Rainy Refuge

Filmmaker Gus Van Sant and Architect Brad Cloepfil Talk Portland and Inspiration

Filmmaker Gus Van Sant and architect Brad Cloepfil–two friends based in Portland, Oregon–spoke to a full house at the Hammer Museum’s Billy Wilder Auditorium about why they live in Portland, what influences their work, and how they get inspired. It was an entertaining and laid-back conversation occasioned by the publication of Allied Works Architecture/Brad Cloepfil: Occupation, a new book by Cloepfil and his firm.

Getting Away From it All

Van Sant opened the chat. “We’re here to talk about why we live in Portland and why we work there,” he explained.

“Why do we live in Portland?” asked Cloepfil.

For Van Sant, Portland is a place to escape the influences and distractions of Los Angeles. The smaller city is a “refuge,” he said, a place to hunker down and do your work while it rains.

“There’s a personality we share,” said Cloepfil. “We need the distance.” In big cities like Los Angeles and New York, “there’s a mirror reflecting back that some people thrive on–and some people [like us] flee to Portland, Oregon, and take solace in that place and that landscape.” Looking at buildings can be one type of influence. “But as far as the genesis, the spiritual inspiration for the work, for me it has to do with the [natural] landscape,” he said.

Van Sant recalled how he started his career in Los Angeles, moved to New York City, and after nearly a decade returned to Portland to make his breakout film, Mala Noche. Cloepfil, too, started working in L.A.–“living downtown, going to Al’s bar”–before heading east to New York and then ultimately to the Northwest to start his career with the 1998 Maryhill Overlook project.

Artistic Goals and Inspirations

For Cloepfil, a building is “an amplifier or lens” that reveals insights about place. His goal is for people to “see things that they wouldn’t have seen without the architecture.” In the new Clyfford Still Museum, which will open in November in Denver, Allied Works built a small building next to a bigger one in order to create a different urban context. “By building buildings you’re adding to the physical environment, and yet the goal I think for me is not to expand the conversation but almost to limit the conversation,” he said–to use buildings to bracket the rest of the world around us. A piece of architecture or a place can “filter the noise” out.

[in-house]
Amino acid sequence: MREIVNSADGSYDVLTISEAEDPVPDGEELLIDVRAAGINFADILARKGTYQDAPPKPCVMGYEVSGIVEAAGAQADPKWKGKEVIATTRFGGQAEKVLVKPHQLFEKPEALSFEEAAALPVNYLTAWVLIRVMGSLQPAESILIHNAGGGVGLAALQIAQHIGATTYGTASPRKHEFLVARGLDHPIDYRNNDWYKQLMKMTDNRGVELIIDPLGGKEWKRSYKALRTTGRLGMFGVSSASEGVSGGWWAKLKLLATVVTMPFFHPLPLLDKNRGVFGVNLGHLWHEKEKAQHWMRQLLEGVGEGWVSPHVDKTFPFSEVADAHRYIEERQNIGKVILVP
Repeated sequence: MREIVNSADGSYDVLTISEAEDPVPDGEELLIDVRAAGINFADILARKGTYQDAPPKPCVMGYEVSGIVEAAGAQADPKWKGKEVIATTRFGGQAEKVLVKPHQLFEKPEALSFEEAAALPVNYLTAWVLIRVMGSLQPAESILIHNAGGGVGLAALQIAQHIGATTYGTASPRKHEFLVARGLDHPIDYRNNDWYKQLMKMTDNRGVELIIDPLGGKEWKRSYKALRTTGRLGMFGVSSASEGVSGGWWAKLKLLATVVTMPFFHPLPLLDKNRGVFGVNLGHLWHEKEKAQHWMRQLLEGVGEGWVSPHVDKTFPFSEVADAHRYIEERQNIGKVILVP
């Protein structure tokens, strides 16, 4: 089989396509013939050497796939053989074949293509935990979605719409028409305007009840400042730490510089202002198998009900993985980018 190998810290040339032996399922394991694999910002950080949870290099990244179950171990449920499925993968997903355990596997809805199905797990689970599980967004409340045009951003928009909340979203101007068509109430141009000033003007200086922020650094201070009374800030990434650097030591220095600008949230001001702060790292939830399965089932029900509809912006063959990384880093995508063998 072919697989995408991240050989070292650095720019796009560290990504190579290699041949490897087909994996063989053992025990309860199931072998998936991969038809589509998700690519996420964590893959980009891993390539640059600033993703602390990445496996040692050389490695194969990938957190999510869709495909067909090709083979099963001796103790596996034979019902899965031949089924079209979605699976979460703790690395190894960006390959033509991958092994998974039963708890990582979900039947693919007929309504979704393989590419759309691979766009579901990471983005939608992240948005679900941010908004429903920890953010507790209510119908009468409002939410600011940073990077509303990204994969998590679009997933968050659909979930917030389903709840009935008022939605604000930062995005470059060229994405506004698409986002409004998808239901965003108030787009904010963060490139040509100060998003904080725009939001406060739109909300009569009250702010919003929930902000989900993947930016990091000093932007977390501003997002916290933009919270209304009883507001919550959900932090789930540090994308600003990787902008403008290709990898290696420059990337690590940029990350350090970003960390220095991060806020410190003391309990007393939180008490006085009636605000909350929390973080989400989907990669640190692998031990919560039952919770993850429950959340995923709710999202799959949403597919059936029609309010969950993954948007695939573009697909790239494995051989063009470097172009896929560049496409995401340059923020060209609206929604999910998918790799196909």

Where, Van Sant asked Cloepfil, does your precise moment of inspiration come from? Can it be as simple as looking at “a stack of sugar cubes on the table”?

Cloepfil laughed. “That’s Gus’s idea of architecture,” he said. But he added that, for him, inspiration can come out of anything from a mark on a paper to a piece of art–anything “that manifest[s] a quality you associate with one of the projects you’re working on.”

Van Sant was more specific about his own inspirations. “For me it’s a character, and you see one character in a place,” he said. “I usually see them in passing, it’s just a moment,” but from there he can go on to create a fully formed story and a screenplay.

“How do you determine the projects you do?” asked Cloepfil.

Van Sant explained that a number of his films are based on major news stories. Elephant was based on the Columbine Massacre, while Last Days was based on the final days before Kurt Cobain’s death. He likened these to dioramas that display “an unknown factor, like a mystery, something that can’t be known.”

Losing Control

At this stage of his career, said Cloepfil, “I’m learning where the limits of control get you, and even ways to try to at least intentionally let things have their own life.” For example, construction of the Still Museum involved working with concrete that was cast on-site. There was no way to know exactly how the end result would appear. This was a new experience for Cloepfil, one he didn’t think he could have had just a few years ago.

Cloepfil asked Van Sant about why he is consistently drawn to alienation and marginalization in the stories he tells.

It’s “a way to get away from the ordinary,” replied Van Sant. It’s not that alienation is an obsession per se; it’s that alienation offers a way of finding another place to tell a story. Another filmmaker might go to the Wild West.

“You set up contexts for people to see things they haven’t seen before,” said Cloepfil.

“And you do that” too, added Van Sant.

The Secret to Success? Keep Expectations Low

In a wide-ranging question and answer session, Cloepfil and Van Sant talked about the more practical aspects of their work: who funds it and how.

“The nice thing about architecture is that no one expects it to make money,” said Cloepfil. However, there are other pressures: during the construction of New York City’s Museum of Arts and Design, a donor changed a window during construction without consulting with Cloepfil’s firm.

Similar things happen in filmmaking, of course. Calling films “the worst investment ever,” Van Sant said that his strategy with investors is to ask for less money than they’re planning to give. That way they don’t expect to get anything back.

“Keep expectations low!” joked Cloepfil.

Watch full video here.
See more photos.
Watch a slideshow of art and photographs from Allied Works Architecture/Brad Cloepfil: Occupation here.
Buy the book: Skylight Books, Powell’s, Amazon.
Read artists’ opinions on how nature informs their work here.

*Photos by Aaron Salcido.


Send A Letter To the Editors

    Please tell us your thoughts. Include your name and daytime phone number, and a link to the article you’re responding to. We may edit your letter for length and clarity and publish it on our site.

    (Optional) Attach an image to your letter. Jpeg, PNG or GIF accepted, 1MB maximum.